Turning a new page

An educator who adapts to upskilling and reskilling will be able to effectively deal with different needs and requirements of students   | Photo Credit: Freepik

Last year was momentous in many ways. From a largely offline mode, educators had to adapt to teaching online and tech skills became a must have. The ed-tech industry emerged with products to help educators with this task.

Educators had to embrace opportunities by innovating and finding their own ways to focus on students’ needs. They had to research and learn to use new tools to make online classes interesting and interactive enough to hold attention. For example, the use of Virtual Reality helped make learning a fully immersive experience.

Closing the gap

Educators are increasingly turning to AI-driven tools to help cancel background sounds, automate tasks, analysing student performance and in assessment. All this helps close the educational gap. How do you assess virtually what a student has learned? By using tools/ apps that can solve the mounting administrative burden associated with running exams. A cloud-based system cost-effectively streamlines the process, eliminates time-zone restrictions, and enables institutions to run any kind of e-assessment, from formative tests through to high-stake summative exams.

Another challenge has been the reduced or lost ability to ‘read the room’ in a virtual class group, or understanding often-unspoken dynamics between classmates. Educators had to upgrade their skills and use learning management system (LMS), write on whiteboards, and so on. Augmented Reality allowed them to better connect with students as it allows students and educators to create avatars that aid interaction.

A smart classroom with IoT will help save teacher’s time. Using IoT with 5G enables teachers to log in as they enter a class, helps automate manual administrative tasks, and allows students to deliver feedback digitally. A higher bandwidth will help signals remain strong through lectures and presentations and prevent the occasional dropped connections and derailing focus. How often have we heard the terms, “Am I audible?” or “Can you see my slides?”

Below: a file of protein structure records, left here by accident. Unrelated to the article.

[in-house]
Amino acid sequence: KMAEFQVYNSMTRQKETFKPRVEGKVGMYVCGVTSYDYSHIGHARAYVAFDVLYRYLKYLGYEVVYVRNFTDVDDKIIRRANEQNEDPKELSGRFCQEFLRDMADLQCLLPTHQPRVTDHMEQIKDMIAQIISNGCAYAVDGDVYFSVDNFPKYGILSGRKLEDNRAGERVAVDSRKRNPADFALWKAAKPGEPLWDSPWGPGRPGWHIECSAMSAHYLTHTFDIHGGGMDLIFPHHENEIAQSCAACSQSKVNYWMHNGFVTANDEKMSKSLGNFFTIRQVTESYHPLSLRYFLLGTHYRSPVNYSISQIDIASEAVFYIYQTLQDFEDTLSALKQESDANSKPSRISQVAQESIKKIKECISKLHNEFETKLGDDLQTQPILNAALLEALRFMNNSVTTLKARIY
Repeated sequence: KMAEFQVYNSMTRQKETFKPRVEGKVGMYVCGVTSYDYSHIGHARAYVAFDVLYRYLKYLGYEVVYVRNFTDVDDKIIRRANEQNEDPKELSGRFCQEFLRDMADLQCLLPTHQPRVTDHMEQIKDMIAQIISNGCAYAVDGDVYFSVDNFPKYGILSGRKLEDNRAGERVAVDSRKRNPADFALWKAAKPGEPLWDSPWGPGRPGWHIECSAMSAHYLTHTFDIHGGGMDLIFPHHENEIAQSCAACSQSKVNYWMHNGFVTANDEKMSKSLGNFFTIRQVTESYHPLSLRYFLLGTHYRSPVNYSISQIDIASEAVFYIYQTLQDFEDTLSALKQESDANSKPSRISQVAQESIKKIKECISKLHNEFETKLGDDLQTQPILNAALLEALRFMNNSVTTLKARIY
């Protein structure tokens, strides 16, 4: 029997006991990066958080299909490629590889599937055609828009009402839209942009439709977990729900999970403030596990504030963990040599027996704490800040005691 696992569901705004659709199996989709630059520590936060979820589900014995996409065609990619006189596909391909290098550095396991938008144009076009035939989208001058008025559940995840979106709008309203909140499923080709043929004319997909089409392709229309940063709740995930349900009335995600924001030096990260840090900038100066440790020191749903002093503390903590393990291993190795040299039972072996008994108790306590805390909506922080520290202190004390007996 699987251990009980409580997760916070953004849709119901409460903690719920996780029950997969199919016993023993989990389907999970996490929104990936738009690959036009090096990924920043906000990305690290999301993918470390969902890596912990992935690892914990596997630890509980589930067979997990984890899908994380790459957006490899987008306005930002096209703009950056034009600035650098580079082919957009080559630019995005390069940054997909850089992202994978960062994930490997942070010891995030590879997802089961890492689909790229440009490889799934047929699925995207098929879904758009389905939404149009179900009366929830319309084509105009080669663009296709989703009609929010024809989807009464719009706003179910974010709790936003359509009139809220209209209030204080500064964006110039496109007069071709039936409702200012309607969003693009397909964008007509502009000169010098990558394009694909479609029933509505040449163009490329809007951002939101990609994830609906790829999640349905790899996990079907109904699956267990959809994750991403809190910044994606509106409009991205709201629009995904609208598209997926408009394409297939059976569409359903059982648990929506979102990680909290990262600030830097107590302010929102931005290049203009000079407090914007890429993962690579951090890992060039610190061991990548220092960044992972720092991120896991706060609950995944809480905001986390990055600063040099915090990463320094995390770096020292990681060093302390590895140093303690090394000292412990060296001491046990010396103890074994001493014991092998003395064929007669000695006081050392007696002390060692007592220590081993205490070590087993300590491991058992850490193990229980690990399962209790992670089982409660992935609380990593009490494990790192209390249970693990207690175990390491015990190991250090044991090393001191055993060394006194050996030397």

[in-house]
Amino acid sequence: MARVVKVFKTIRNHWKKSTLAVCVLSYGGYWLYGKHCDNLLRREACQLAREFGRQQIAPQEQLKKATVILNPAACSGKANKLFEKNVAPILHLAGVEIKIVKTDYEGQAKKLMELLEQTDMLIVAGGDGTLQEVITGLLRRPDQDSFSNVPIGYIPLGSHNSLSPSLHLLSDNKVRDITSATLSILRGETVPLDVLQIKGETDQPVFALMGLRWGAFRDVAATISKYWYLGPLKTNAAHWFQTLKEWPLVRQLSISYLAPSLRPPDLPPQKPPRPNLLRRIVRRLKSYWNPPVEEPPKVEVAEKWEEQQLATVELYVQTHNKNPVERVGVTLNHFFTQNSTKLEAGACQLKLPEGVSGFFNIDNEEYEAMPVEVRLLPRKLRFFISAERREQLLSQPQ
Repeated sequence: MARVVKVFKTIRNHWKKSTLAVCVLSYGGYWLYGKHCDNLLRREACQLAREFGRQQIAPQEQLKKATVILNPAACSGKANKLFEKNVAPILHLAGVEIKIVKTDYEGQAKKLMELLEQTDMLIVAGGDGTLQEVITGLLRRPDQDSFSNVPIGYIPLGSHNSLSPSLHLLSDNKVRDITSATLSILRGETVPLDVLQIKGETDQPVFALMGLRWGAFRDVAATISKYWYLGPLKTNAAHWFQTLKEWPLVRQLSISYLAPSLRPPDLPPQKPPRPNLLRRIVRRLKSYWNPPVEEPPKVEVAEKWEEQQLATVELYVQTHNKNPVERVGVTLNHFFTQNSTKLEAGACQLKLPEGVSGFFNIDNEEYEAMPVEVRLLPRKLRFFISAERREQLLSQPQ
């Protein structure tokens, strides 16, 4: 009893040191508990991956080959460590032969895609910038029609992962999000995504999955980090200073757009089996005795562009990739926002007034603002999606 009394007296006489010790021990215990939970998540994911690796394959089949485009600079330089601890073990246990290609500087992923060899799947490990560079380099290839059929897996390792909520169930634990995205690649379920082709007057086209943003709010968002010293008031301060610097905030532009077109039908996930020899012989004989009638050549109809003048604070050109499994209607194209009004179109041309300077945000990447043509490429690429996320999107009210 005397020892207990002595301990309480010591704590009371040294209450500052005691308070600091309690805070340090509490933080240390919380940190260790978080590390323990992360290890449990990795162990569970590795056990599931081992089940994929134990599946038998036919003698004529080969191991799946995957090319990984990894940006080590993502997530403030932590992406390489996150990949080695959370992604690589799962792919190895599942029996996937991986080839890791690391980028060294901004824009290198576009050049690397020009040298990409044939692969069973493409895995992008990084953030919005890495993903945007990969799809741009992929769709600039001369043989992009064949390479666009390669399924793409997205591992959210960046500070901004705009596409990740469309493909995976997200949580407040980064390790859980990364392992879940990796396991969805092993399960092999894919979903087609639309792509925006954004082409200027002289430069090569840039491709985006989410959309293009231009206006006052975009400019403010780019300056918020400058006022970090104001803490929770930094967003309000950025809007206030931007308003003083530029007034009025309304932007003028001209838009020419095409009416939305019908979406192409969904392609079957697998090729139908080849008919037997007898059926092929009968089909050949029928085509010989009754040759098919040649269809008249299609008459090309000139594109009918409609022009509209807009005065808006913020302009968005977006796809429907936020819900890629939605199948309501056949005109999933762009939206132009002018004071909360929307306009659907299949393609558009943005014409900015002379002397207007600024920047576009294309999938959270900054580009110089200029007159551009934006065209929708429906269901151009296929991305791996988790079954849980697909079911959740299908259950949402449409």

While gaming in education is sometimes viewed as interference to learning, it actually increases students’ motivation and engagement, enhances visual skills, improves the ability to interact and collaborate with peers, and enables them to apply gaming values in a real-world situation.

It is apparent that educators have to upskill and reskill themselves so that they can use differentiation tactics or strategies to address learning gaps that currently exist because of online delivery. Upskilling helps them explore new avenues and turns a new page in the book of ‘Learning’. Reskilling is simply learning and honing those skills. An educator who adapts these two in their professional life would not only be effectively dealing with different needs and requirements of students in the virtual world but will fulfil his/her role as a true educator.

The writer is a Senior Vice President for Enterprise Ireland/ Education in Ireland

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Printable version | Jan 20, 2022 10:49:03 AM |

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